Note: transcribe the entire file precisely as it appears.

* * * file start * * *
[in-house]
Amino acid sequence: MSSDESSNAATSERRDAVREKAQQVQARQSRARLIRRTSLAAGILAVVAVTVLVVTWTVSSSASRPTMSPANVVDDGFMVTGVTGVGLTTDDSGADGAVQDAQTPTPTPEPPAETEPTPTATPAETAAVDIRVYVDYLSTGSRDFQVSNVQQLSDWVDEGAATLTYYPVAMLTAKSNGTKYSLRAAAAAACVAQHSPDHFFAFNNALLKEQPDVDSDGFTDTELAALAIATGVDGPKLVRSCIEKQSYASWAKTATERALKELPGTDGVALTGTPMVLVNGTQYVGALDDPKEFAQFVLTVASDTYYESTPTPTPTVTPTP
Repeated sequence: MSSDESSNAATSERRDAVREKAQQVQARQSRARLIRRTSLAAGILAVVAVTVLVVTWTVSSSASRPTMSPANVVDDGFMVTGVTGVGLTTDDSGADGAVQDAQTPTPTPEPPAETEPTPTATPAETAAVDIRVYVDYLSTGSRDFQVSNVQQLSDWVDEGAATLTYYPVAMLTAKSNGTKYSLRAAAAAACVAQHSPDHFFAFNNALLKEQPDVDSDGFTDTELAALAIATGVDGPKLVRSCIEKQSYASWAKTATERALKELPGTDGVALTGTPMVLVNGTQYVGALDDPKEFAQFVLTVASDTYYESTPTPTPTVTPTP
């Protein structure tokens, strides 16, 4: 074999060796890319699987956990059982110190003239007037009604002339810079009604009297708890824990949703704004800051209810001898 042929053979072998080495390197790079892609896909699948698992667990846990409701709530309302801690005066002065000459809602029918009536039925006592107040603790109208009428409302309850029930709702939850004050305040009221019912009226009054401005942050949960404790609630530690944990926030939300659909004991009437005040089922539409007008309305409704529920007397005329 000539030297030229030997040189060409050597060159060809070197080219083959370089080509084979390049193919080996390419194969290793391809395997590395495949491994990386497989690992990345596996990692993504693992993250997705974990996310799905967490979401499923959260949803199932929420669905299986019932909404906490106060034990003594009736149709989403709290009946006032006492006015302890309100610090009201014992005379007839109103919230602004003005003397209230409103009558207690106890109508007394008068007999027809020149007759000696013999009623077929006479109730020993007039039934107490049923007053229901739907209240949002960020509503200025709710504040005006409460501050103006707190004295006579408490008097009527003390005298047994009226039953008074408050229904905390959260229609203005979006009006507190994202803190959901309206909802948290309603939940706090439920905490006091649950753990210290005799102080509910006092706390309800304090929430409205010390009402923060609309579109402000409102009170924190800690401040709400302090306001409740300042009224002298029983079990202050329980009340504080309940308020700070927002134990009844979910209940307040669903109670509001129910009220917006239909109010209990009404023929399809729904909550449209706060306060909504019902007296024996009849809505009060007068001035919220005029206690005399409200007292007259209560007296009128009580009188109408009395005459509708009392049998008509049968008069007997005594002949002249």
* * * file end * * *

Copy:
[in-house]
Amino acid sequence: MSSDESSNAATSERRDAVREKAQQVQARQSRARLIRRTSLAAGILAVVAVTVLVVTWTVSSSASRPTMSPANVVDDGFMVTGVTGVGLTTDDSGADGAVQDAQTPTPTPEPPAETEPTPTATPAETAAVDIRVYVDYLSTGSRDFQVSNVQQLSDWVDEGAATLTYYPVAMLTAKSNGTKYSLRAAAAAACVAQHSPDHFFAFNNALLKEQPDVDSDGFTDTELAALAIATGVDGPKLVRSCIEKQSYASWAKTATERALKELPGTDGVALTGTPMVLVNGTQYVGALDDPKEFAQFVLTVASDTYYESTPTPTPTVTPTP
Repeated sequence: MSSDESSNAATSERRDAVREKAQQVQARQSRARLIRRTSLAAGILAVVAVTVLVVTWTVSSSASRPTMSPANVVDDGFMVTGVTGVGLTTDDSGADGAVQDAQTPTPTPEPPAETEPTPTATPAETAAVDIRVYVDYLSTGSRDFQVSNVQQLSDWVDEGAATLTYYPVAMLTAKSNGTKYSLRAAAAAACVAQHSPDHFFAFNNALLKEQPDVDSDGFTDTELAALAIATGVDGPKLVRSCIEKQSYASWAKTATERALKELPGTDGVALTGTPMVLVNGTQYVGALDDPKEFAQFVLTVASDTYYESTPTPTPTVTPTP
């Protein structure tokens, strides 16, 4: 074999060796890319699987956990059982110190003239007037009604002339810079009604009297708890824990949703704004800051209810001898 042929053979072998080495390197790079892609896909699948698992667990846990409701709530309302801690005066002065000459809602029918009536039925006592107040603790109208009428409302309850029930709702939850004050305040009221019912009226009054401005942050949960404790609630530690944990926030939300659909004991009437005040089922539409007008309305409704529920007397005329 000539030297030229030997040189060409050597060159060809070197080219083959370089080509084979390049193919080996390419194969290793391809395997590395495949491994990386497989690992990345596996990692993504693992993250997705974990996310799905967490979401499923959260949803199932929420669905299986019932909404906490106060034990003594009736149709989403709290009946006032006492006015302890309100610090009201014992005379007839109103919230602004003005003397209230409103009558207690106890109508007394008068007999027809020149007759000696013999009623077929006479109730020993007039039934107490049923007053229901739907209240949002960020509503200025709710504040005006409460501050103006707190004295006579408490008097009527003390005298047994009226039953008074408050229904905390959260229609203005979006009006507190994202803190959901309206909802948290309603939940706090439920905490006091649950753990210290005799102080509910006092706390309800304090929430409205010390009402923060609309579109402000409102009170924190800690401040709400302090306001409740300042009224002298029983079990202050329980009340504080309940308020700070927002134990009844979910209940307040669903109670509001129910009220917006239909109010209990009404023929399809729904909550449209706060306060909504019902007296024996009849809505009060007068001035919220005029206690005399409200007292007259209560007296009128009580009188109408009395005459509708009392049998008509049968008069007997005594002949002249």